Interactionism provides a rich insight into how people interact in small-scale situations. However, as a theory it is rather limited in scope and is as much psychological as sociological. A key criticism is that it fails to explore the wider social factors that create the context in which symbol, self and interaction all exist and the social implications of this. This means that it has no explanation of where the symbolic meanings originate from. Memetics picks this criticism up to some extent by looking at how ideas are transmitted as ‘mind viruses’ and are often mutated and changed by such processes.

Interactionism is also criticised as faiing completely to explore power differences between groups and individuals…and why these might occur. This criticism – especially in terms of the power to manipulate symbols – is answered, at least systemically, by Howard Becker (1963) and other writers working with Labelling Theory. Effectively an offshoot of Symbolic Interactionism, Labelling Theory focuses on explaining why some people are ‘labelled’ as deviant and how this impacts on both their treatment by others and their perception of themselves – see SocioPsychological Factors in Crime. It also has an application to the way people with mental health problems are labelled – and the stigma that comes from with such labelling. See What is Mental Illness? Becker specifically introduces the notion of power into his derivative of Symbolic Interactionism and demonstrates. how more powerful groups are able to brand certain activities or individuals as deviant, with consequences that are likely to benefit themselves and harm those labelled deviant. One particular study which combines these is his analysis of the imposition and repeal of the laws on prohibition (making alcohol manufacture and sales illegal) in the USA in the early 20th Century. He showed how powerful groups came together, based on a mixture of genuine zeal and self-interest, to introduce the prohibition laws, and he explores the consequences for society. It is, therefore, possible to apply Symbolic Interactionism to broader social situations and also to include power in the analysis.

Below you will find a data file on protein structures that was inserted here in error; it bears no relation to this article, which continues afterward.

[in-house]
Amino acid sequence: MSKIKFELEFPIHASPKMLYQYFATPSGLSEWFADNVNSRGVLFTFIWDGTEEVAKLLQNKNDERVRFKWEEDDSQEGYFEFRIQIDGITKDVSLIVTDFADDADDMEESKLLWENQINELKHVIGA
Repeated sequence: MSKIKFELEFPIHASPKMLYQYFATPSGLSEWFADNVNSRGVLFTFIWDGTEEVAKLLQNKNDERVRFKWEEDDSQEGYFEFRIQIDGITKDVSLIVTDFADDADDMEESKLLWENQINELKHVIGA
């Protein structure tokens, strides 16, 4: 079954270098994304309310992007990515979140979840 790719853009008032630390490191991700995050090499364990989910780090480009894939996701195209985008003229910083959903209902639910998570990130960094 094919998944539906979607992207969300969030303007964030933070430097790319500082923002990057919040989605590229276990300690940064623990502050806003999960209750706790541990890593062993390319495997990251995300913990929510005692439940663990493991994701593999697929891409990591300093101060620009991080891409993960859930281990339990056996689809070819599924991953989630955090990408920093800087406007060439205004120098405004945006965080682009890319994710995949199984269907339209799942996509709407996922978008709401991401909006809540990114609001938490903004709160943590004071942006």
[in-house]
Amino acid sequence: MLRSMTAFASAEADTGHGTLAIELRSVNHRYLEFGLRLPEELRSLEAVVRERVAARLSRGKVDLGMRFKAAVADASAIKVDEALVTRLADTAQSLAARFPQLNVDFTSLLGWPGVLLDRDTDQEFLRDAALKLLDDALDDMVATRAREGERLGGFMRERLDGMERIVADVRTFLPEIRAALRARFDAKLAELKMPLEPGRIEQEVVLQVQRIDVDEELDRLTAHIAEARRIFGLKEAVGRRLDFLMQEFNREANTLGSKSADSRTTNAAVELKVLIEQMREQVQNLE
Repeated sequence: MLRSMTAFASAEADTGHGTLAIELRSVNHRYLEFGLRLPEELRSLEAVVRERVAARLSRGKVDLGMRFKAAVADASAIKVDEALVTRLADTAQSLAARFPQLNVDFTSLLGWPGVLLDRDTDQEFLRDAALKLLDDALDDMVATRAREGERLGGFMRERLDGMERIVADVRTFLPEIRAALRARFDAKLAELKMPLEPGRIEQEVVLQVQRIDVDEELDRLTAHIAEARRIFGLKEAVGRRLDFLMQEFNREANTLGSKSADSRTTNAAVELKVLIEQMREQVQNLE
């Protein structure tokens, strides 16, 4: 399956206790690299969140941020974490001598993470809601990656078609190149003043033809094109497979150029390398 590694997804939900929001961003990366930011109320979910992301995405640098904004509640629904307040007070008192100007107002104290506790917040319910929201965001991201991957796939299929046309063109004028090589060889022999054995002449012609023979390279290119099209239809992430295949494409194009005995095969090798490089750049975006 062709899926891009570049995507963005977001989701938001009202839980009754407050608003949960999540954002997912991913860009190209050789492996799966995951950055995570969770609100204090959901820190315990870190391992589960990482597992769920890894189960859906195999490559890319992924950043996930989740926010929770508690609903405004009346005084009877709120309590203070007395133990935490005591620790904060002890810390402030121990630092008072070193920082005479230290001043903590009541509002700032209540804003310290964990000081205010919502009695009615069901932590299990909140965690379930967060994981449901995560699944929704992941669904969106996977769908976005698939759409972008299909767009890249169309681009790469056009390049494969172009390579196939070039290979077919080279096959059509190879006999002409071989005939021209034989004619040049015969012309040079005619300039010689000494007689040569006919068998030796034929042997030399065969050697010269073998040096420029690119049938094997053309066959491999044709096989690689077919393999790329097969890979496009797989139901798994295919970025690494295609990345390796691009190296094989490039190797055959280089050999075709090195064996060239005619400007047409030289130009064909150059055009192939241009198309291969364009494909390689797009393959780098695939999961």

Becker’s idea of the powerful labelling and then stigmatising certain groups has been taken forward by Stanley Cohen (1972) in his concepts of moral panics and the scapegoated folk devils.

What Symbolic Interactionism doesn’t attend to is the motivations of those in the interaction. Those approaching it from the cool vMEMES – especially PURPLE and GREEN – are likely to run an Others-oriented meta-programme and thus try to understand the other’s perspective. However, those approaching the interaction from the warm vMEMES are likely to run a Self-oriented meta-programme and be focussed on their own needs and perspectives, rather than the other’s. RED might even struggle to have any interest at all in the other’s perspective! So the view of interactions that Symbolic Interactionism tends to present clearly does not pay enough attention to the motivations of the participants in the interactions and the power dynamics their motivations create.

The criticism that Symbolic Interactionism doesn’t address societal structures is tempered by locating the perspective in the Lower Quadrants of 4Q/8L, developed by Don Beck (2000b, 2002b) from Ken Wilber’s All Quadrants/All Levels (1996) approach. The concerns of Symbolic Interactionism, by and large, are never going to be those of Functionalism. While the latter is concerned with the structure of institutions in society and their functions and, thus, sits in the Lower Right Quadrant, the former concerns itself with the meanings groups and sub-groups in society make of what’s going on. This is a cultural phenomenon and, as such, belongs in the Lower Left. Symbolic Interactionism also feeds into Memetics and the study of the ways meaning is spread as a kind of cultural virus. Like Memetics, Symbolic Interactionism also feeds into the Upper Left as it needs to understand meaning to the individual as well as the group.

As Anthony Giddens (1984) points out in Structuration Theory, the attitudes, actions and ‘agency’ of people (Lower Left) can bring about change in societal structures (Lower Right) though change in structure can also impact upon cultural attitudes.